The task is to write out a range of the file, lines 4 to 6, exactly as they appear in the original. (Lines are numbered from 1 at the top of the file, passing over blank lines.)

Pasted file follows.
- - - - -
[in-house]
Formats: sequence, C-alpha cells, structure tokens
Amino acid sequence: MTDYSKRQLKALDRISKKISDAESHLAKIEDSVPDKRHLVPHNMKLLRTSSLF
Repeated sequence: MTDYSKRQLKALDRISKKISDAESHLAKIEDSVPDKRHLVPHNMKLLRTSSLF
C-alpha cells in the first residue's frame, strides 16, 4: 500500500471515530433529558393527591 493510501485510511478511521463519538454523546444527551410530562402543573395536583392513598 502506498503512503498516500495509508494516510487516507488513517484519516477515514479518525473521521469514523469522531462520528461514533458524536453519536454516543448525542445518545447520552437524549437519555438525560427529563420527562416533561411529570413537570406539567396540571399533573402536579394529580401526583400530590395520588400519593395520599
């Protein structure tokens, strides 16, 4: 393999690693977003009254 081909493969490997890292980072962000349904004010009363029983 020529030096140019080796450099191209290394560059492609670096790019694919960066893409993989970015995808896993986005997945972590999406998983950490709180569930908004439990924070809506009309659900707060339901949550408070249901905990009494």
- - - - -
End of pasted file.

Repeated sequence: MTDYSKRQLKALDRISKKISDAESHLAKIEDSVPDKRHLVPHNMKLLRTSSLF
C-alpha cells in the first residue's frame, strides 16, 4: 500500500471515530433529558393527591 493510501485510511478511521463519538454523546444527551410530562402543573395536583392513598 502506498503512503498516500495509508494516510487516507488513517484519516477515514479518525473521521469514523469522531462520528461514533458524536453519536454516543448525542445518545447520552437524549437519555438525560427529563420527562416533561411529570413537570406539567396540571399533573402536579394529580401526583400530590395520588400519593395520599
């Protein structure tokens, strides 16, 4: 393999690693977003009254 081909493969490997890292980072962000349904004010009363029983 020529030096140019080796450099191209290394560059492609670096790019694919960066893409993989970015995808896993986005997945972590999406998983950490709180569930908004439990924070809506009309659900707060339901949550408070249901905990009494």